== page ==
That’s pretty much what I thought: the F parameter controls the XY speed and sets the overall time, with E controlling the filament “distance” and that speed determined by the time. Perhaps the saving grace here is that normal extrusions run the E axis at speeds so far under its upper limit that everything Just Works.

      Which means the bizarre speed behavior with moves involving only the E axis may expose an error inside SJFW: retraction moves (seem to) work OK, at least eyeballometrically, but anything more complex falls off the rails.

  2. Ed,
    My understanding is the same as nophead’s and your suspicions. The E velocity is a product of the time it takes for vector XYZ to complete at speed F with acceleration A . That is what I came up with when building an arm based controller and MACH 3 seems to exhibit the same functionality.

    Having to loop up the M201 gcode I don’t think it is setting the parameter you expect it to. according to the wiki ( http://reprap.org/wiki/Sjfw ) it sets the instantaneous start speed Vo not the velocity limit. It also states that as of 1.8 it uses 1/2 the configured value because, ‘it is the right thing to do’ [groan]. I wonder what happens when acceleration is applied over a small distance that limits Vf to be less than 1/2 Vo. Take into consideration that I am no expert on SJFW and could be talking out my butt…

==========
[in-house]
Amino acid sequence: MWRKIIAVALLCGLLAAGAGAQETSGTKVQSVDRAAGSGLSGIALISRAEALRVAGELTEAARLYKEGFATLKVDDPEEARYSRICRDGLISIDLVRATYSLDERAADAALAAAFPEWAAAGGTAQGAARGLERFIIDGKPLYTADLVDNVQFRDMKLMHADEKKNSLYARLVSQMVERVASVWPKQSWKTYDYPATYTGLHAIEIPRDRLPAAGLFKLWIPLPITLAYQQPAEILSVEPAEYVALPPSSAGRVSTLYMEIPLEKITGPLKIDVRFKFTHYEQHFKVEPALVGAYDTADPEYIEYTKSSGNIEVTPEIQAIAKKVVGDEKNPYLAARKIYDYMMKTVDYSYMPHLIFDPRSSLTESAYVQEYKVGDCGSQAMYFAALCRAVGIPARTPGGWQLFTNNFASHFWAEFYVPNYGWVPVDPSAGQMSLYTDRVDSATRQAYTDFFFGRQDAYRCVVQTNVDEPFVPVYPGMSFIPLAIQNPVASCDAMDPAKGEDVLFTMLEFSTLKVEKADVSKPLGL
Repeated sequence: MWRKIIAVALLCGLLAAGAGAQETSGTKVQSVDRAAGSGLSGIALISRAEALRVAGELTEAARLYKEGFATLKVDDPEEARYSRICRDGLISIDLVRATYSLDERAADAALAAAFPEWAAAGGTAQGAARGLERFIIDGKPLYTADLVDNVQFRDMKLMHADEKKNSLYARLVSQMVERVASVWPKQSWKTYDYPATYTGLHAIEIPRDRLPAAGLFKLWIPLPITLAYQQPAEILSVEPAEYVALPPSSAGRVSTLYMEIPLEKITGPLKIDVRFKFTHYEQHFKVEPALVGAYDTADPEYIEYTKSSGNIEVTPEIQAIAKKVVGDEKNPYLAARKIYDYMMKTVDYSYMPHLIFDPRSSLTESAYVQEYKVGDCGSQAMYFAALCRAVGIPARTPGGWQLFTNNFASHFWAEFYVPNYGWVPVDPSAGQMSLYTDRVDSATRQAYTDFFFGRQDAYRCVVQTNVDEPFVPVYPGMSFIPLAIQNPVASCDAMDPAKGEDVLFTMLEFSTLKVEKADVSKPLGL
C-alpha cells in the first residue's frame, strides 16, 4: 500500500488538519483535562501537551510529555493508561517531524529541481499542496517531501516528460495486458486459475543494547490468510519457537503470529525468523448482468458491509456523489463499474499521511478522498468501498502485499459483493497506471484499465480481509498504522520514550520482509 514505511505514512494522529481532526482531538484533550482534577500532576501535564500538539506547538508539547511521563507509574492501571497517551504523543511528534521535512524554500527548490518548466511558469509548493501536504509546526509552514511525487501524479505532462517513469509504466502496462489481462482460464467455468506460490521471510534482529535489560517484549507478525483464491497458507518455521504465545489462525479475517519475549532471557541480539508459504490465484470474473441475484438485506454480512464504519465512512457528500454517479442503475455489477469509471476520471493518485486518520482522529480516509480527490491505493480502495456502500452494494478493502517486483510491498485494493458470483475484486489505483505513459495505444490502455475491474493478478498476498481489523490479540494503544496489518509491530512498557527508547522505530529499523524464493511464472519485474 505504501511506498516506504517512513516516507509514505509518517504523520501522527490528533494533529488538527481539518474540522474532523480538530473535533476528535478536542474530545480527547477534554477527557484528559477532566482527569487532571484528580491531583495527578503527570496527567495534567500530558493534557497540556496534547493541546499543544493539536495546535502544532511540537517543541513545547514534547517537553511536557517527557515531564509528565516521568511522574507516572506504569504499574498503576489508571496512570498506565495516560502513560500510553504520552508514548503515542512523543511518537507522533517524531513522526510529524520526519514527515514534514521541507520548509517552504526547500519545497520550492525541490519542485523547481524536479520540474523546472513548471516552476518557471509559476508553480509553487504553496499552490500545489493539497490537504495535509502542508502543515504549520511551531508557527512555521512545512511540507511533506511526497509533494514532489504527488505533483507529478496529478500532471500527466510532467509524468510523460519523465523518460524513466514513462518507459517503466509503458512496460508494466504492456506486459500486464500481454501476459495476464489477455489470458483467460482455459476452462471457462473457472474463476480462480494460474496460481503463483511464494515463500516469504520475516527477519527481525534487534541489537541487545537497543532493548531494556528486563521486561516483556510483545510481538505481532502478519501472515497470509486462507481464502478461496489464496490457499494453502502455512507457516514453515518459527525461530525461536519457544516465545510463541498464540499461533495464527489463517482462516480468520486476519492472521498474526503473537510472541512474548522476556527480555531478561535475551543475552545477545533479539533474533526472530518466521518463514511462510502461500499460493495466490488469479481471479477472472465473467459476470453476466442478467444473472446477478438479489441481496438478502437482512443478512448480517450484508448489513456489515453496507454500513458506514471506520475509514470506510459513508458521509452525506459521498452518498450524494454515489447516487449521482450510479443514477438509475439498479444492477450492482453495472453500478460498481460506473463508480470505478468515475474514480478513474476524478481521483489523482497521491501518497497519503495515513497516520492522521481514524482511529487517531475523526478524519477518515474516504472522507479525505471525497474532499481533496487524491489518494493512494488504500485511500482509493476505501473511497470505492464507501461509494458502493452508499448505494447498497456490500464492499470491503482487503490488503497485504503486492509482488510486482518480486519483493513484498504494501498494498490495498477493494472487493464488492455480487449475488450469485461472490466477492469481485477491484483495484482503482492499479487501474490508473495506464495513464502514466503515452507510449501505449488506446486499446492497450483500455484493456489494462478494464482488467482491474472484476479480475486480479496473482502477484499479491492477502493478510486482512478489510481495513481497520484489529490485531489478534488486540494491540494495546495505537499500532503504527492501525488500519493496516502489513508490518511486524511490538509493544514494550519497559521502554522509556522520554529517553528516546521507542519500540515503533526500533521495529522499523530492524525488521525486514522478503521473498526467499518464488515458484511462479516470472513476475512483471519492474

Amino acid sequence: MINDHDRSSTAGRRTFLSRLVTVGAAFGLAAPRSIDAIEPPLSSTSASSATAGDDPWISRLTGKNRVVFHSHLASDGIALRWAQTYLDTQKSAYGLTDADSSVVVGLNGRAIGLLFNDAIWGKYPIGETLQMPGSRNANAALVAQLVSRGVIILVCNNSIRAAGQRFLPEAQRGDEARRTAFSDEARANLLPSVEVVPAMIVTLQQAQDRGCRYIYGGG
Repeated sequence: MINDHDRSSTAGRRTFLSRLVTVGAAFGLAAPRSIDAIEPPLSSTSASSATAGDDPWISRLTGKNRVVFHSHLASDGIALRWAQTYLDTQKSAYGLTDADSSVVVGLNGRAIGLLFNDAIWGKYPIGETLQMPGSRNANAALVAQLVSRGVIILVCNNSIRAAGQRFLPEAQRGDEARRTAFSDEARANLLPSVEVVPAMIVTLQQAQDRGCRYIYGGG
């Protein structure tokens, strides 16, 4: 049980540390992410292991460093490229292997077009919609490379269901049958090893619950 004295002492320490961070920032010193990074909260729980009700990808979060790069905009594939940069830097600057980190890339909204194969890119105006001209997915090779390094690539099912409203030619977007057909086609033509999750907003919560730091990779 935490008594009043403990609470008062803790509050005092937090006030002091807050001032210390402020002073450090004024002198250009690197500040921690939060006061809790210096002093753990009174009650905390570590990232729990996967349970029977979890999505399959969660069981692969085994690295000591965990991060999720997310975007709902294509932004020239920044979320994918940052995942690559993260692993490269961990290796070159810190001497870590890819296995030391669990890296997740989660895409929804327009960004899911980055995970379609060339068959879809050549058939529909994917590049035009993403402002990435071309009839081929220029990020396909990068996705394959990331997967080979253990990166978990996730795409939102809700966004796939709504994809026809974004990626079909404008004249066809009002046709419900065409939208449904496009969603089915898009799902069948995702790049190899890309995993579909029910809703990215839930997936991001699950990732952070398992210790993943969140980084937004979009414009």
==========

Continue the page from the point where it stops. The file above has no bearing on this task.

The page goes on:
1. it sets the instantaneous start speed

      Sooooo I’d expect that to be the minimum speed, rather than having it start like a bat outta hell, then instantly slow down to nose-pickin’ speed… which it certainly doesn’t do. In any event, changing that value doesn’t seem to affect the results in any predictable way.

      On the other paw, that probably explains what’s going on: if the speed would exceed the minimum limit, then motion starts at the minimum speed and accelerates. If it’s less (dramatically less, in this case), then that limit doesn’t apply and motion trundles along (perhaps without acceleration limiting) at the calculated rate.

      EMC2 doesn’t do coordinated motion with rotary axes, either, because it can’t determine what the rotary axis does to the controlled point. It applies trapezoidal acceleration limiting to the rotary axis over the XYZ elapsed time, although in a predictable manner. At least, that’s true for the trivial kinematics used for the Sherline XYZ+A milling machine; I’d expect quite different results from, say, the hexpod kinematics module.

  3. How timely. I wrote this E computation code for my slicer just last night. I’ll find out later today if I am actually doing it right when I try to print it.

    void gcodegen_lineto( QVector& history, const gcodegen_options& options, float X, float Y, float F, QString& output )
    {
    gcode_state& last=history.last();

    float deltaE=0;
    float len=(last._X-X)*(last._X-X)+(last._Y-Y)*(last._Y-Y);
    if( len>0.0001f )
    {
    len=sqrtf(len);
    deltaE=options._Emm*len;
    }

    gcodegen_G1( history, options, X, Y, last._Z, F, last._E+deltaE, “lineto”, output );
    }